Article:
Some decisions are hard to make. If they are going to affect the career in a huge way, they suddenly become harder. One such decision is when a student is crossing a basic education threshold and finds himself /herself standing on a fork in the road – the road in engineering and IT fields. It splits in two ways from here. One can either continue pursuing studies for higher degrees or step onto the Job ground.
Decisions can be made a lot easier if they are sorted with the right tools – like facts, possibilities, permutations, readiness assessment, unique constraints, outcomes etc. But there is one thing that overrides all these tools – clarity. To be clear about what you actually want in life is going to shift the cloud of doubts quite fast indeed.
This is what you can do to make sure that you choose what you actually want to choose in the long run.
Go for Higher Studies if:
- You feel you have still not covered your field of expertise in the right way. Many areas have a lot of scope and depth that a good Masters or postgraduate degree helps to achieve. For such streams, it is ideal to equip yourself with adequate knowledge instead of jumping into shallow waters and later coming back for filling in gaps.
- If you are the sort of person who gets excited about creating, innovating and thinking; then it might be too soon for you to dive in the job market, or dive in the wrong market. Many engineering minds are wired way better for the creation of intellectual property or breakthrough research. There are, in fact, many CoEs (Centres of Excellence) that notable IT players have started to make room for such talent and leverage their brilliance in the right manner. You can research and come out with new patents or be a part of the incubation of new products or services in such places. Many such centres work in collaboration with good universities so exploring such options would be a good idea if that sounds more exciting to you.
- Monotony drives you crazy. Research gives you a kick. Simple. Go ahead and work towards a long-term project or a Ph.D. degree to channelise your research inclination in a good way. Many International and National institutes nowadays sponsor and enroll students for interesting projects and research work.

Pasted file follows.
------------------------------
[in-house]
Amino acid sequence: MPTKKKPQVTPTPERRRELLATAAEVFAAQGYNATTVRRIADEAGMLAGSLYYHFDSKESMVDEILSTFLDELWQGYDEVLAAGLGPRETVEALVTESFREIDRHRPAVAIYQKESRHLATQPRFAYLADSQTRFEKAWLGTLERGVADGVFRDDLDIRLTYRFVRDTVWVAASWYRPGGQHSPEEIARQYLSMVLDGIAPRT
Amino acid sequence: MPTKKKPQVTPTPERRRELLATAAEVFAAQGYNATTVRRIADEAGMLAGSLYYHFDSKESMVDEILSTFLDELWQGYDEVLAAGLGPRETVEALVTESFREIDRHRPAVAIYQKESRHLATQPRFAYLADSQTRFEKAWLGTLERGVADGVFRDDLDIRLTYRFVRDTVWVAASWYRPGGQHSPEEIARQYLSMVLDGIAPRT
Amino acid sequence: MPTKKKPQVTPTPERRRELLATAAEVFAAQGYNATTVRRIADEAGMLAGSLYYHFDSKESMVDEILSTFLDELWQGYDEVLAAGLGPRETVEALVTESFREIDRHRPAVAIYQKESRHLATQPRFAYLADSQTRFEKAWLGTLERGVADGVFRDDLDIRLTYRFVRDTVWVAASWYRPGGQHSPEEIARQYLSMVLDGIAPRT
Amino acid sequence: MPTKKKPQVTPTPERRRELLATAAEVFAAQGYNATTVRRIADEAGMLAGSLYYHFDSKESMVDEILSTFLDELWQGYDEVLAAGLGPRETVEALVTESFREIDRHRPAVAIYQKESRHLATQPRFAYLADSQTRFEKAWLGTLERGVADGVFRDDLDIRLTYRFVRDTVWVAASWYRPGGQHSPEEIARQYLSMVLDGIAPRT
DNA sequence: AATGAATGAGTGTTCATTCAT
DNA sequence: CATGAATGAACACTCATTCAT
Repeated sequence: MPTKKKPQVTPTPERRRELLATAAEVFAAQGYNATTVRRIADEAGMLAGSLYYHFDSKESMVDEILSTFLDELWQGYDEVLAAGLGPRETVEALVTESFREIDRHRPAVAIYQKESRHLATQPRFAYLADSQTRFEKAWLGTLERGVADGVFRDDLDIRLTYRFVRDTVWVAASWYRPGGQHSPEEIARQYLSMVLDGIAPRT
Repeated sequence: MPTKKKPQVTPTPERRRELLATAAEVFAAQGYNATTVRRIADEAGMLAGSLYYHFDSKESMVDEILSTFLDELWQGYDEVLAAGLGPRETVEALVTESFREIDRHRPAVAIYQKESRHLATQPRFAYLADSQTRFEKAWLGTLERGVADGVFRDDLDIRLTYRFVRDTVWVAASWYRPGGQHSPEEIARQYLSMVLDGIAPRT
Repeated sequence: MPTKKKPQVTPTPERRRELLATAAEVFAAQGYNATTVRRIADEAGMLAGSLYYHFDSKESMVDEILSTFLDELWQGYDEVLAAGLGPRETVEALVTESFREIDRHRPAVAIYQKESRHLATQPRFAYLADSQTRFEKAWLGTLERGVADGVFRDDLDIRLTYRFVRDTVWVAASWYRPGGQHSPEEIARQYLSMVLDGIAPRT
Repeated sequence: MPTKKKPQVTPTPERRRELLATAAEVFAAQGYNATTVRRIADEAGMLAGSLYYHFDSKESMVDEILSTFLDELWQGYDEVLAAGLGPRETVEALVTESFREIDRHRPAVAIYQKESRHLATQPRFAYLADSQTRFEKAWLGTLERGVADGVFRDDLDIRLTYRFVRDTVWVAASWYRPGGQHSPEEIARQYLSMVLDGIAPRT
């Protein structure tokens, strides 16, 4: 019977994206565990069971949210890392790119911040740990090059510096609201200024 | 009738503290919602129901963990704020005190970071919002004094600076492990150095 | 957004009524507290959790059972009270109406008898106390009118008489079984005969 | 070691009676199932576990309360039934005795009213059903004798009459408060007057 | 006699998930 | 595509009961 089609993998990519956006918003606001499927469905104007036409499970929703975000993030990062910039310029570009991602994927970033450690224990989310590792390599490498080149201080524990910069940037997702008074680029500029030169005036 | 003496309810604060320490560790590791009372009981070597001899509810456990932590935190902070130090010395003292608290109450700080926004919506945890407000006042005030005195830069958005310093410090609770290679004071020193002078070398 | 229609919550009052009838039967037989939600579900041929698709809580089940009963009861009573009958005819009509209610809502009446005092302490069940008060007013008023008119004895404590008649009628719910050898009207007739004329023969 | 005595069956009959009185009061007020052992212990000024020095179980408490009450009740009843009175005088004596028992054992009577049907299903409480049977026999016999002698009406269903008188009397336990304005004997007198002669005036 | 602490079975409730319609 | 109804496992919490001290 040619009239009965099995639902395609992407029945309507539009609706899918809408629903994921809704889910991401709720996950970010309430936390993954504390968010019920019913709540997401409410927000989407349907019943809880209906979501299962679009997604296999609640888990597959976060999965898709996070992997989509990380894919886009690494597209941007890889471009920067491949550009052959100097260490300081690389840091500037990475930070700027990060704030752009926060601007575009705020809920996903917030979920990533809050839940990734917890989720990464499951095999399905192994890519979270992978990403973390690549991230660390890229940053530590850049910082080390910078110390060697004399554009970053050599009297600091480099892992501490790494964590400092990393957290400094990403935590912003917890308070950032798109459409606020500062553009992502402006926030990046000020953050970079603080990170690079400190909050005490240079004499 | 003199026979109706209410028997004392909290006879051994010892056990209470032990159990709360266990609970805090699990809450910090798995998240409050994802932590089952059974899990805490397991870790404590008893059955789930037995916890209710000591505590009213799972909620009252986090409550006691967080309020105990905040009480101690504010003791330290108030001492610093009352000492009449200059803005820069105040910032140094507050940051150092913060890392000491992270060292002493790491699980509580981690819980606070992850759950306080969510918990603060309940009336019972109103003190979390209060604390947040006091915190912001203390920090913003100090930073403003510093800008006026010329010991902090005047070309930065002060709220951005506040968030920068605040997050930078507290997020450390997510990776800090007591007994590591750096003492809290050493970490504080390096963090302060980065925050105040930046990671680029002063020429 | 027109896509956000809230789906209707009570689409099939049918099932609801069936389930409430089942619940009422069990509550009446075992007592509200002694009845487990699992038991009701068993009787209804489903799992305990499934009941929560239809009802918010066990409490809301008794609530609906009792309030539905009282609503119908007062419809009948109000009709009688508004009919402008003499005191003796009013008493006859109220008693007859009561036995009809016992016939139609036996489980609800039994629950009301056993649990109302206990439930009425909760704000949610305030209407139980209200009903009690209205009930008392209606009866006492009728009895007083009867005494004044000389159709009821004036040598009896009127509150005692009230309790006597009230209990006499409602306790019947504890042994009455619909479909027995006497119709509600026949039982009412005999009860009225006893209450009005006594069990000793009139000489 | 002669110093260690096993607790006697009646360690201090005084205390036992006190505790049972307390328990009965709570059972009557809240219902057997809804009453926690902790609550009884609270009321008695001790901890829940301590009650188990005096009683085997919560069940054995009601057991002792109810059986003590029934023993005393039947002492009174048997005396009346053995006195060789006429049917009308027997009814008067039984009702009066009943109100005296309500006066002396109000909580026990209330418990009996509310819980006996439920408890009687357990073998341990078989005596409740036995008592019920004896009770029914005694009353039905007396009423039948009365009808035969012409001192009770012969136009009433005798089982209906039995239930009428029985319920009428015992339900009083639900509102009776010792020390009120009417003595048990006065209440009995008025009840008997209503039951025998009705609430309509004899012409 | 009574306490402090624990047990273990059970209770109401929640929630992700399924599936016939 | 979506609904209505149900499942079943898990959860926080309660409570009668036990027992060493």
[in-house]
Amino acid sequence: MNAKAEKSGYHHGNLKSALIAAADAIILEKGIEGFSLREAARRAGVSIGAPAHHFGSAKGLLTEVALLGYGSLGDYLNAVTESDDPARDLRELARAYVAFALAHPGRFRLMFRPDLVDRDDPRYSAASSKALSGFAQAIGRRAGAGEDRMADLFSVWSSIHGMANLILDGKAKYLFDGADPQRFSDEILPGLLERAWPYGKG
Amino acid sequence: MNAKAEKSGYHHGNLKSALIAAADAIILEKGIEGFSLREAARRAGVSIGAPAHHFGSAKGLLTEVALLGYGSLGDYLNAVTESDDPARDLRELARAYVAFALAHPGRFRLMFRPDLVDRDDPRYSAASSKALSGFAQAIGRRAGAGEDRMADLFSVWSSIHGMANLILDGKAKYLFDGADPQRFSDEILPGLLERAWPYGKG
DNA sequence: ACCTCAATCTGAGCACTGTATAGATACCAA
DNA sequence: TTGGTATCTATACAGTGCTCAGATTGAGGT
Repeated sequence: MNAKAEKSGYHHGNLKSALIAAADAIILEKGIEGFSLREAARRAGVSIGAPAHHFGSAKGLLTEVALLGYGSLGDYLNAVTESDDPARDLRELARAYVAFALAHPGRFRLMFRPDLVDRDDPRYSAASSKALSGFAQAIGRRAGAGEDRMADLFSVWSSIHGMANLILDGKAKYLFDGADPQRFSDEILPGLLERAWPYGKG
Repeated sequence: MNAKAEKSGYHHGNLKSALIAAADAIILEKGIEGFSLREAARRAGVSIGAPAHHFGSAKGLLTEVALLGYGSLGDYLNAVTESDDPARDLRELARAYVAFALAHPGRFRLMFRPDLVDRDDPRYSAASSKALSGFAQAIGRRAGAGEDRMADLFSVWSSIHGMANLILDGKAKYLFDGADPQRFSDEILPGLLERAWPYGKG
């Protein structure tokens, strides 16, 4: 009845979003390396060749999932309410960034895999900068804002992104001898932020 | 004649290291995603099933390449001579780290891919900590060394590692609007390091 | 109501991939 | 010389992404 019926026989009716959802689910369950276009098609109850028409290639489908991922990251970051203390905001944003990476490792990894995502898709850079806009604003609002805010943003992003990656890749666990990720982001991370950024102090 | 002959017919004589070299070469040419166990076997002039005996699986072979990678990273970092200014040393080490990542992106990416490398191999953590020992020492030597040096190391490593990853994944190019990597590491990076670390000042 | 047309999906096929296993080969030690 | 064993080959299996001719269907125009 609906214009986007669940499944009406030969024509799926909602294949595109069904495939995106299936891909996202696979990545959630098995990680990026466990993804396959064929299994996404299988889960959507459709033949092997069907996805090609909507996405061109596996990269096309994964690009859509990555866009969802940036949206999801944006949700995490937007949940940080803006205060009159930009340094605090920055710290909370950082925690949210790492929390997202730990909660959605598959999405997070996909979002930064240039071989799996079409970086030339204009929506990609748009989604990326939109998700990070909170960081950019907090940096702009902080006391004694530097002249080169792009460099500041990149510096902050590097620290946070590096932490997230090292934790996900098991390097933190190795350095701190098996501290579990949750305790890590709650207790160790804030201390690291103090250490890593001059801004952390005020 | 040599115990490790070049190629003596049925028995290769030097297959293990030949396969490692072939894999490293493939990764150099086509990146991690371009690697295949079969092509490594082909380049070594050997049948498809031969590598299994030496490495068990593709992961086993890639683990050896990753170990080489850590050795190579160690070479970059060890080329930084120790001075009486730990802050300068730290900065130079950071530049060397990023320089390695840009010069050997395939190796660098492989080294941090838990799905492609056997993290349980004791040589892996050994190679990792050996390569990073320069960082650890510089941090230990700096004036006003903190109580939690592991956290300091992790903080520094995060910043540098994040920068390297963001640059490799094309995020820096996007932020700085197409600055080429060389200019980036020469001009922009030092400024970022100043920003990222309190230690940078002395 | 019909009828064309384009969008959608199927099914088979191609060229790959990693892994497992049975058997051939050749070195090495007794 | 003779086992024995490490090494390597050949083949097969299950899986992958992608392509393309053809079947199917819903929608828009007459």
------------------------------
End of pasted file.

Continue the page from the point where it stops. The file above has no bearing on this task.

- If you feel that your area of choice is too nascent to be market-ready now, but it is definitely something that would be your strength in the long-run, it’s better to study it more. Many emerging technologies like strong AI, NLP etc., are going to take the time to turn into stable product life cycles, but you can always get ready for them for the day when they find a scale and widespread adoption.
- You prefer defining your own timelines to work-stress.
Go for a Job if:
- Your area of competence is in the ripe phase of market adoption and it would be a waste of time to delay using your skills because demand is on a high curve. In fact, you can learn more about this area in a real market scenario rather than in a college campus or a lab.
- Your professional goals entail fast growth and constant re-skilling. IT Jobs are the perfect avenues to grow financially and professionally if you are in the right industry. Also, you may want to keep changing your areas after reasonable stints and different projects during the course if a fast career would provide ample room for that.
- The financial and lifestyle ambitions you house align more with a job choice instead of investing more time or money into education.
- You are not the one for a classroom or a white coat. You prefer to learn hands-on, on the job and hence, would like to take up an actual project with practical, immediate outcomes.
- You love to work in teams and aspire to be part of a renowned IT player’s workforce.
- You want to climb corporate ladders and accomplish attractive designations early on in life.
- You have an early-retirement plan. Or you want to learn from on-the-job scenarios and take your own shot at entrepreneurship one day.
- You are okay handling work stress but can’t stand long wait-windows that research demands.